21 de abril de 2023

Mecaphesa asperata (Northern Crab Spider) – quick notes on geographic range and identification

For reasons unknown to me, the crab spider species Mecaphesa asperata (formerly known as Misumenops asperatus, common name Northern Crab Spider) has become the AI/automated suggestion of choice for crab spider images in the western US, the area where I normally review spider observations. Although this species is known to be widespread in North America, to my knowledge it has not been accurately documented from California and it's unclear to me if it is known from Arizona, Oregon or Washington state. In addition, with only one exception I am aware of, crab spiders in the genus Mecaphesa are difficult or impossible to ID to species without examining the genitalia of an adult spider, usually a collected specimen.

This is all to say that I encourage everyone NOT to accept the automated suggestion of M. asperata for crab spiders photographed in California and neighboring states and, if folks feel comfortable, to disagree with IDs of this spider in that area. I've included more information below.

From Dondale and Redner 1978 - Crab Spiders of Canada and Alaska:
Range: “New Mexico to Florida, northward to British Columbia, Quebec, and Massachusetts".
ID: Discuss genitalia, no comments on coloration being diagnostic. Collected from foliage and blossoms.

From Gertsch 1939:
Range: “United States and Canada. The species become increasingly rarer toward the south and- at the present time there seem to be no authentic records from Mexico or the West Indies”. Gertsch 1939 does indicate a single record of a male collected from Claremont, California – BUT see below.

From Schick 1965:
“Asperatus group: At least three species of this group occur in the United States, M. asperatus (Hentz), M. verityi, new species, and M. devius Gertsch, the last two from California. Asperatus is cited from California from a single record in the 1939 revision of Gertsch (Claremont, Los Angeles County), but this is a doubtful record". (note: Schick produced a detailed monograph on the crab spiders of California in 1965 and probably understood the ID and ranges of these spiders in CA better than anyone before or since that time).

M. asperata/asperatus not listed in the Johnson/Lew checklist found here:

M. asperata/asperatus is not listed in Rod Crawford’s 1988 Annotated Checklist of the Spiders of Washington

Publicado el abril 21, 2023 03:11 MAÑANA por kschnei kschnei | 5 comentarios | Deja un comentario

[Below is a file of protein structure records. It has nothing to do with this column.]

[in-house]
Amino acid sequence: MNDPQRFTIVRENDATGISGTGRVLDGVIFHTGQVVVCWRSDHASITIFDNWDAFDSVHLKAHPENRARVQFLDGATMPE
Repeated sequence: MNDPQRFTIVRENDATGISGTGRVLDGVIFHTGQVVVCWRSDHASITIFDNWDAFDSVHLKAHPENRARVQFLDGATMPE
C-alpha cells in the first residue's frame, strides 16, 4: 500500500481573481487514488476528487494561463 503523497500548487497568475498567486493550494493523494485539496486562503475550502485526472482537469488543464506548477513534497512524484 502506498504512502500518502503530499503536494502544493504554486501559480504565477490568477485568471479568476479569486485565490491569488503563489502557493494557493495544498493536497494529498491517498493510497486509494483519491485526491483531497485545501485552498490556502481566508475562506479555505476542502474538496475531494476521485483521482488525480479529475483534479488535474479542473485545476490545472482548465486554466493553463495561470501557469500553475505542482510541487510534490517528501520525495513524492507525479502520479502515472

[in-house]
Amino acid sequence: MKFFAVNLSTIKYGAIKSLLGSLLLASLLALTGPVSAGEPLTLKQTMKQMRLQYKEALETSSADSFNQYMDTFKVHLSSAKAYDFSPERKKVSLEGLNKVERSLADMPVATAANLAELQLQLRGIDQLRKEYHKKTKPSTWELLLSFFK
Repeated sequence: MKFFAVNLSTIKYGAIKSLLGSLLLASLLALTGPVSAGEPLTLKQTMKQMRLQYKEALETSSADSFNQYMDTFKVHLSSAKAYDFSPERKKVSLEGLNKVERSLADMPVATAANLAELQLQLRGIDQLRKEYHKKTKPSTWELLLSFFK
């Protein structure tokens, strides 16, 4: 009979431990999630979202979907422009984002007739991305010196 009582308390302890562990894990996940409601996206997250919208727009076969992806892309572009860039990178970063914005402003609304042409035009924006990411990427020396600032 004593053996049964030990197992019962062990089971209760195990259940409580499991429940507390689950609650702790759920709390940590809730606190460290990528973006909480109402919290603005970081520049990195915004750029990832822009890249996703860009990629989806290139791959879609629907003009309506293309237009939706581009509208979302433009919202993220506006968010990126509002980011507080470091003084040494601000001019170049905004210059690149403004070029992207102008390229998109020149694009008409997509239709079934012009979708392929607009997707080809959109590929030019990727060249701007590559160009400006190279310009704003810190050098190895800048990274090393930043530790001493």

15 de abril de 2020

Please help look for a new-to-science Southern California jumping spider - Maevia!

The arachnologist and jumping spider specialist GB Edwards is currently working on the salticid genus Maevia and is very eager to find new specimens from Southern California. There are at least one or two undescribed Maevia species in California - one appears to be found exclusively in Southern California and is the one GB is especially interested in finding. Here are some photos and locations of this cool little spider:





The orange markings on the abdomen are actually somewhat unique to this genus in terms of the California fauna and it should be fairly easy to recognize. If you find one, please collect it and keep it alive to send to Dr. Edwards. Feel free to contact me or GB if you have any questions. His direct email address is:


Stay safe (and socially distanced) out there and thanks!!


Publicado el abril 15, 2020 01:12 MAÑANA por kschnei kschnei | 5 comentarios | Deja un comentario

27 de septiembre de 2018

Enneboeus marmoratus - please help look for this little beetle species in California

Last summer, I photographed an unfamiliar, small, dark beetle at our balcony lights in San Francisco. An expert (Matt Gimmel) eventually identified it as Enneboeus marmoratus, a new species for the US, and published a paper on the find:




I again found quite a few of these beetles at a black light placed on our balcony recently (a year later), so this appears to be a persistent and even abundant introduced species here in Noe Valley. The question is how widespread is this beetle in in the Bay Area or beyond? If you look for insects at lights or put out a black light for moths, etc. - please consider looking for and photographing small (3-4 mm) dark beetles with somewhat vague dark red patches of hairs on the back of the elytra, somewhat resembling a dark lady beetle to my eyes (see links above). Thanks!

@kueda @loarie @gyrrlfalcon @tiwane @finatic @damontighe @silversea_starsong @catchang @moonlittrails @owicki @rjadams55

Publicado el septiembre 27, 2018 05:36 TARDE por kschnei kschnei | 15 comentarios | Deja un comentario